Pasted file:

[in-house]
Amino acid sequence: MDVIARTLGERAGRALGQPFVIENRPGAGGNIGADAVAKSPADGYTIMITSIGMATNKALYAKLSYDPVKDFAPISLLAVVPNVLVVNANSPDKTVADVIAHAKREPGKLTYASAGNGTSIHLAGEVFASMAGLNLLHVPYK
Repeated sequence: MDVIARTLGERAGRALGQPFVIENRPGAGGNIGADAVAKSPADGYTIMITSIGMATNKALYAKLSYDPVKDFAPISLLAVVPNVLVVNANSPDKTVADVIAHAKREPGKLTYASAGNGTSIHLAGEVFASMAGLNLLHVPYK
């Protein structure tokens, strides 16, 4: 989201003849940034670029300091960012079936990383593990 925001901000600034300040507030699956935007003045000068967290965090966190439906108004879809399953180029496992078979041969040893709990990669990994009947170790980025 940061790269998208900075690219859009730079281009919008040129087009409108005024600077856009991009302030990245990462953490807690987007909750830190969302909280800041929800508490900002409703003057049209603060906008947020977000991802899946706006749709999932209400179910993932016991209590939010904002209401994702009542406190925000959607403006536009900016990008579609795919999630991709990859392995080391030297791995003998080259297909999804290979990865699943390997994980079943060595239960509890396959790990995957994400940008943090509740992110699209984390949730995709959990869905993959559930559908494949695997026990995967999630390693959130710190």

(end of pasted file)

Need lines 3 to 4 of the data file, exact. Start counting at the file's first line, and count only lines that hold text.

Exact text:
Repeated sequence: MDVIARTLGERAGRALGQPFVIENRPGAGGNIGADAVAKSPADGYTIMITSIGMATNKALYAKLSYDPVKDFAPISLLAVVPNVLVVNANSPDKTVADVIAHAKREPGKLTYASAGNGTSIHLAGEVFASMAGLNLLHVPYK
């Protein structure tokens, strides 16, 4: 989201003849940034670029300091960012079936990383593990 925001901000600034300040507030699956935007003045000068967290965090966190439906108004879809399953180029496992078979041969040893709990990669990994009947170790980025 940061790269998208900075690219859009730079281009919008040129087009409108005024600077856009991009302030990245990462953490807690987007909750830190969302909280800041929800508490900002409703003057049209603060906008947020977000991802899946706006749709999932209400179910993932016991209590939010904002209401994702009542406190925000959607403006536009900016990008579609795919999630991709990859392995080391030297791995003998080259297909999804290979990865699943390997994980079943060595239960509890396959790990995957994400940008943090509740992110699209984390949730995709959990869905993959559930559908494949695997026990995967999630390693959130710190």